Corvallis’ Most Notorious Speed Traps

radargunIn honor of getting 2017 off to a good start, we’ve compiled a list of Corvallis’ most notoriously patrolled streets. If you’ve got resolutions for the new year, forget about taking up Zumba or “finding the one,” and instead, focus on something you can actually control: not getting any more speeding tickets. We examined and surveyed user-created content on the web— message boards, social media and anonymous traffic-sharing sites— to find the worst places to speed in town; that is, according to angry locals. The seven following traffic-sting locations are listed in order of least to most notorious.

7. Between Philomath Boulevard and the Wastewater Treatment Plant
The Water Treatment Plant is situated on Research Way. This area has been heavily patrolled on and off over recent years. It’s often cop and radar-free, but is said to be referred to by the CPD as the “fishing hole” for officers to catch speeding drivers. No one knows where they’re hiding.

6. Up and Down Witham Hill
You’re screwed either way here. Whichever direction you’re headed on as you make it over the Witham hump, make sure to step on the brakes after you pass the peak and begin your descent. Officers are aware that drivers will gain speed coming down the hill, and will be waiting to cite them. Police on motorcycles often wait on the backside of Witham located close to the apartments on the top.

5. The Corner of Conifer and 99W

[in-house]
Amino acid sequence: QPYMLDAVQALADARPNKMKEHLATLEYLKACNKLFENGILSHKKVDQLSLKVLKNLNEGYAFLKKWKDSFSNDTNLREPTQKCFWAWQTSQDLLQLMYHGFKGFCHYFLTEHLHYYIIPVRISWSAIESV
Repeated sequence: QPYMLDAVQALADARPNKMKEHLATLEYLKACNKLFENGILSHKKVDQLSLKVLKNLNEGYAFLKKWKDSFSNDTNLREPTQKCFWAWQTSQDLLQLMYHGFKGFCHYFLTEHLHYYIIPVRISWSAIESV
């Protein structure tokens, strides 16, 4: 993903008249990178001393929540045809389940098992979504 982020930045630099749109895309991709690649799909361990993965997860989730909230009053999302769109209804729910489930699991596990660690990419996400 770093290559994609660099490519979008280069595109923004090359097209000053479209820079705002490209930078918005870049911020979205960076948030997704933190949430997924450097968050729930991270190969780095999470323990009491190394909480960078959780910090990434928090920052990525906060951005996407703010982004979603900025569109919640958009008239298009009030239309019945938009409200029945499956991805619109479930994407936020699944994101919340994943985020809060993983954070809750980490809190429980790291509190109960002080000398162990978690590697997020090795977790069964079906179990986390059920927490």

Many drivers are stopped for speeding here, while even more are given citations for crossing the double yellow lines. Between Highway 99 and Conifer House Assisted Living there’s a slow stretch heading west where cars, trucks and buses tend to line up. Once this line breaks, police go after drivers who react to the end of the wait by suddenly speeding up to get out of the stretch. Officers are said to lurk on the south side of Conifer by the railroad tracks.

4. Where West Hills Road Turns into Western
Patrol officers may be waiting in the parking lots of residents in this area, and though there aren’t many places where they can’t be seen, visibility isn’t great in the West Hills. Near Sunset Drive, the speed limit drops from 45 to 25 and drivers are urged to slow down as much as possible when driving downhill.

3. South Corvallis (In General)
South Corvallisites love to complain about the police force, and they’re not necessarily wrong to do so. Several drivers have described the entire area of South Corvallis as a massive speed trap in itself, perhaps due to the high number of officers patrolling from the Van Buren Bridge all the way down to Highway 99. Many people driving through deep South Corvallis run into issues as they’re going to and from downtown, while others have more trouble near the heavily monitored school zones. Approaching Corvallis from the South on Highway 99 or South 3rd Street is the worst, as the speed limit lowers from 55mph to 25mph over a space of only about 1.5 miles. This space contains a school zone, school buses and several crosswalks. Do yourself a favor and slow down at each juncture in between.

2. The Bridge Between Downtown and Southtown Corvallis